Feb. 4, 2002 Kabul-Kandahar Road | Afghanistan
Most Westerners instead chose the absurdly long route through Pakistan, which meant flying to Islamabad on a U.N. plane, flying south to Quetta, and then tunneling back into Afghanistan at a place called Spin Boldak. A multinational detour, complete with high bribes and visa hassles, just to avoid the Kabul to Kandahar shakes. But if you didn't have the money or the time to do the Pakistani route, driving started to look like a real option.
The word was that the road was full of bandits, part of an ever-worsening security situation following the end of the war. Of course, ordinary Afghans trying to visit relatives in another province can't take the U.N. flights, so they take their chances. It's a trip that takes about two days if nothing goes wrong. Coming from Kabul, most travelers stay the night in a town called Ghazni, about 150 kilometers from the capital, then get up before dawn and drive the rest of the way to Kandahar, another 400 kilometers. The road, a southwestern arc that crosses Wardak, Ghazni, Zabul, and Kandahar provinces, also crosses cultures and tribes. People in each province wear signature clothing, turbans and caps of certain colors, and speak slight variations of Pashto. Moving south, turbans take the place of pakuls, the woolen hats worn by the mujahedin, and the cloth of choice gets darker. Kandaharis wear black turbans. We decided to leave Kabul on Friday, Jan. 25, after we learned that the blind lion at the Kabul Zoo had died.
Kabul had become dry and sleepy. Kofi Annan's visit snarled traffic for a whole day. At one point the big news was that a British Gurkha regiment had arrived to join the peacekeeping force. In the Mustafa Hotel, one TV crew was so hard up for a story they interviewed the owner, a new low. Kandahar was promising, and Aman Khan, my translator, said he could get us there if that was what I really wanted. But our driver, Abdullah, did not want to go to Kandahar. Abdullah was from Jalalabad in Nangarhar province, and it was too far for him, too distant from his own people. Asking him to drive all the way across the country was like asking him to become an astronaut or a Russian test pilot. I wheedled, bullied, then begged him to pull his minivan together so we could go. He ultimately gave in, but still didn't want to do it. We packed on Saturday night, and prepared to leave at 7 the next morning for Ghazni.
A few days before, in the bird market, I'd found two canaries for the room in the Mustafa. They lived in a Chinese wire cage and fought all the time. Walikh, a kid who was always hanging around our floor, kept stopping by with presents for them. Boiled egg, bits of bread. The bird market gangsters had kept them outside in the cold,and the gray canary was weak, but Walikh brought him back with all the attention. We took them down to the car on Sunday morning with everything else.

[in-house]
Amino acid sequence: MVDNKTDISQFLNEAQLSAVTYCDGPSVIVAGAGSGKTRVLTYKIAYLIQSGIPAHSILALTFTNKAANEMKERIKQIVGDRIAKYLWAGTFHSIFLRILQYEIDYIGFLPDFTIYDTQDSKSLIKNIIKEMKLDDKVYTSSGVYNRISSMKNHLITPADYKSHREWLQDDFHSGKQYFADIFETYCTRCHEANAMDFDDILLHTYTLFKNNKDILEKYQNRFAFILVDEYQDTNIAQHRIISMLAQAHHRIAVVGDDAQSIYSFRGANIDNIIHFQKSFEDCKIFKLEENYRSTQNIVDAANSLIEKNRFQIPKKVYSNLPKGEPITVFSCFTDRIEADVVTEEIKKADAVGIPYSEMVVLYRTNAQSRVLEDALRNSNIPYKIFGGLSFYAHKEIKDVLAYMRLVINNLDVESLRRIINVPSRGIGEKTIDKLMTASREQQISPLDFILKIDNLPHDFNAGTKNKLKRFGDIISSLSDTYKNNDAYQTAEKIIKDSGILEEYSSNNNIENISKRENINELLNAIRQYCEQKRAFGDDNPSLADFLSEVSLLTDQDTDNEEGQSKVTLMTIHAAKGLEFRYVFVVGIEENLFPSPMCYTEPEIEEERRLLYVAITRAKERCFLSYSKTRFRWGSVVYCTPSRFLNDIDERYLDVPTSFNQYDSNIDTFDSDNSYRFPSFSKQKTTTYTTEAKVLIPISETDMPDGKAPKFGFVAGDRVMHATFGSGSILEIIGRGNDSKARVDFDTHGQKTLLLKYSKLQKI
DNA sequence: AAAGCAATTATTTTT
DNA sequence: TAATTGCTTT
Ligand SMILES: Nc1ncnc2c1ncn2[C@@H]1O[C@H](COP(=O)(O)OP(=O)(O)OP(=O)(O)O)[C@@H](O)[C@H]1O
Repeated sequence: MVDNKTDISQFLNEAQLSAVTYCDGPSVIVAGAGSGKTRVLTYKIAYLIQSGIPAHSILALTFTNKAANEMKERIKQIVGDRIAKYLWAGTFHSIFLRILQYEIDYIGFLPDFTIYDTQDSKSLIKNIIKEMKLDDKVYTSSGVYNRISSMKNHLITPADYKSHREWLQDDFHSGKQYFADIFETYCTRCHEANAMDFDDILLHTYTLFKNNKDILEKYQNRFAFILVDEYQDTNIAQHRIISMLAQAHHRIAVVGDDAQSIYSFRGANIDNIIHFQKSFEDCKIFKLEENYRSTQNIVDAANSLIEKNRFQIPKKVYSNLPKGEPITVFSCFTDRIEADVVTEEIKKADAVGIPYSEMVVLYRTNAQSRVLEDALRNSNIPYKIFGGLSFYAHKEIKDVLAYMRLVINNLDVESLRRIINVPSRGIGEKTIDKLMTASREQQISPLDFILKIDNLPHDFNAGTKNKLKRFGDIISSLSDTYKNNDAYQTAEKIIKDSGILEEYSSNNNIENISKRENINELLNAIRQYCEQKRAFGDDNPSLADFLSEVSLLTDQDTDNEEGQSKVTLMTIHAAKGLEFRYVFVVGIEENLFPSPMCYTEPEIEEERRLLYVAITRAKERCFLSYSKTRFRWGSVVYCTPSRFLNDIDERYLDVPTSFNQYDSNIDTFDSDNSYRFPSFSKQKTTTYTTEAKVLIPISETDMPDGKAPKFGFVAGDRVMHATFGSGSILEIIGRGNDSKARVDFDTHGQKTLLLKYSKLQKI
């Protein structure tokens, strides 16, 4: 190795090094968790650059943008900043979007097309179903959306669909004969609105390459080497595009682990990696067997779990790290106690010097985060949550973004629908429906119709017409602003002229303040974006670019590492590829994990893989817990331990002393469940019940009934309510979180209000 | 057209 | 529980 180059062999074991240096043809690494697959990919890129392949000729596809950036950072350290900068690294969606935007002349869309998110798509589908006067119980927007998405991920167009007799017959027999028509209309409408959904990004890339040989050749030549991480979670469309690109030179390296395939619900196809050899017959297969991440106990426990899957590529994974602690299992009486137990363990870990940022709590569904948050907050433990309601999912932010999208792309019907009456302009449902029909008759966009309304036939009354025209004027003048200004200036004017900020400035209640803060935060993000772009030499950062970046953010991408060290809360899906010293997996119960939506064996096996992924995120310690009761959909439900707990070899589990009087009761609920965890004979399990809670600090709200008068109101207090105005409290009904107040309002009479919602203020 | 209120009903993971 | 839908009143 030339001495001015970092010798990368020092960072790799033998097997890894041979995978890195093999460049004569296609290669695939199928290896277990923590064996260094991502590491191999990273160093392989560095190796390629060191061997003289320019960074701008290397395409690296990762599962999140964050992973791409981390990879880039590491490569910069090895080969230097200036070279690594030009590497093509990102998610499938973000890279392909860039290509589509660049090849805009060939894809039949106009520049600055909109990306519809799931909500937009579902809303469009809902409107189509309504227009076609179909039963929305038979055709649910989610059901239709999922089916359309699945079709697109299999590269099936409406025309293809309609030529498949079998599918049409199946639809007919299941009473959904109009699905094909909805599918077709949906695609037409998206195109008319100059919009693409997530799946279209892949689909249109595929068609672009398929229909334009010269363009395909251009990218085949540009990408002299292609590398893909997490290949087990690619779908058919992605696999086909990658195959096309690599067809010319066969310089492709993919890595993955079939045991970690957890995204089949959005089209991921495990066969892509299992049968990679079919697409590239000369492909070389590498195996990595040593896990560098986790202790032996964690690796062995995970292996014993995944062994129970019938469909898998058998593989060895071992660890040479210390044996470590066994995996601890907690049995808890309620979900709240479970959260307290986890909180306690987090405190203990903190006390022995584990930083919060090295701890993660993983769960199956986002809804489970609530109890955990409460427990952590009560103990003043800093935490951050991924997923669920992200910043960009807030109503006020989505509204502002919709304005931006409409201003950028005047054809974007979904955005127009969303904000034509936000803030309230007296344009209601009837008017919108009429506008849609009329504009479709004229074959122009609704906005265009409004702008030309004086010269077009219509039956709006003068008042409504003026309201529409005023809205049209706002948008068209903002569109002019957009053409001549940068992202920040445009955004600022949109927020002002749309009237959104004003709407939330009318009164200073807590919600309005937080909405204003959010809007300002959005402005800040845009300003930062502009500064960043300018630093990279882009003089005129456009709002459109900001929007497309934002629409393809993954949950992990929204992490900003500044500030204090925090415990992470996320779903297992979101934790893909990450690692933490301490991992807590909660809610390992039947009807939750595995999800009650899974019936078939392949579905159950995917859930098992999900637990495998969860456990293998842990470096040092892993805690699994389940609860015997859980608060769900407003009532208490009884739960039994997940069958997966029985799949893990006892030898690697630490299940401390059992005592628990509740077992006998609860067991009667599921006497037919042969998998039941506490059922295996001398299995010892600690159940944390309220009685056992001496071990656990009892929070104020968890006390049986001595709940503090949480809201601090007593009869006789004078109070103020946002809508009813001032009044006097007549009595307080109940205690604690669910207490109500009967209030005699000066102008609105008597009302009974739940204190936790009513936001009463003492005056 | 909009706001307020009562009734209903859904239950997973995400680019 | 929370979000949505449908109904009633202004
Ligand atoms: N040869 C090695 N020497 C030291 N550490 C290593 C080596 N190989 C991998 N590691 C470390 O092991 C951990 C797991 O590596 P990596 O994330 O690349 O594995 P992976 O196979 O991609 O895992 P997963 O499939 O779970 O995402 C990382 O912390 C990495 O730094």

It was bright and cold as we drove out to the gates of the city, which were two shipping containers standing on end. We cleared the checkpoint after an argument with the militia. On our way out of town, listening to the Persian singer Nagma on the tape deck, we drove through the destroyed suburbs, a monument to the unrestrained bloodletting of 1993 in which 10,000 civilians were killed as Gulbuddin Hikmetyar attacked the Rabbani government. Only a year later, Hikmetyar and Rashid Dostum, the Uzbek warlord from Mazar-e-Sharif, fought for control of Kabul, destroying even larger sections of the city. We drove through miles of ruins. Since then, Dostum, a man known for his brutality and shifting allegiances, has become deputy defense minister in the Karzai government, leaving many people with a sense of foreboding for the Afghan government. At Sur Pol we crossed the Kabul River, a bright silver band. Pointing to the hills and ridges, Aman said, "Do you see those mountains? They are not rock, they are made of dust."
There were deep washes and gullies that marked the boundaries of a much larger river, but the water had retreated underground. The drought-ridden land looked like it had been scoured of anything green, and I wondered how the citizens of the villages hung on, living so far up in the mountains without water or fuel. Fifty kilometers outside Kabul the paved road ended and the van bounced along in the ruts, Abdullah swerving to stay out of the path of trucks. The canaries fluttered and chirped in the back seat.
For security, we had brought a Chinese automatic from Nangarhar province. We wrapped it in three plastic bags and hid it under the jack and a few greasy tools. The gun was strictly a last-chance deal, and we never referred to it by name, always saying, "Is that thing loaded?" or "Do you have that thing?" The gun lived under the front seat and we tried not to think bad thoughts. The way to Ghazni was peaceful, the villages relaxed and we were there by 12:30, feeling good.
Ghazni is one part ancient city and one part truck stop. On my map, Ghazni had a "Historical Scientific Center, Walled Picturesque City" annotation, next to a small star. The city contains the artifacts of three civilizations: Buddhist, Medieval Muslim. Near the road, there was a brisk car repair business where mechanics in oily shalwars swapped out axles that had been destroyed by the rutted highway, and any other car part that needed fixing. Welders worked from generator power. Convoys of trucks pulled in and stayed the night, leaving their engines running. We checked into the trucker hotel, the Spinzar.
© Phillip Robertson, 2009-2014.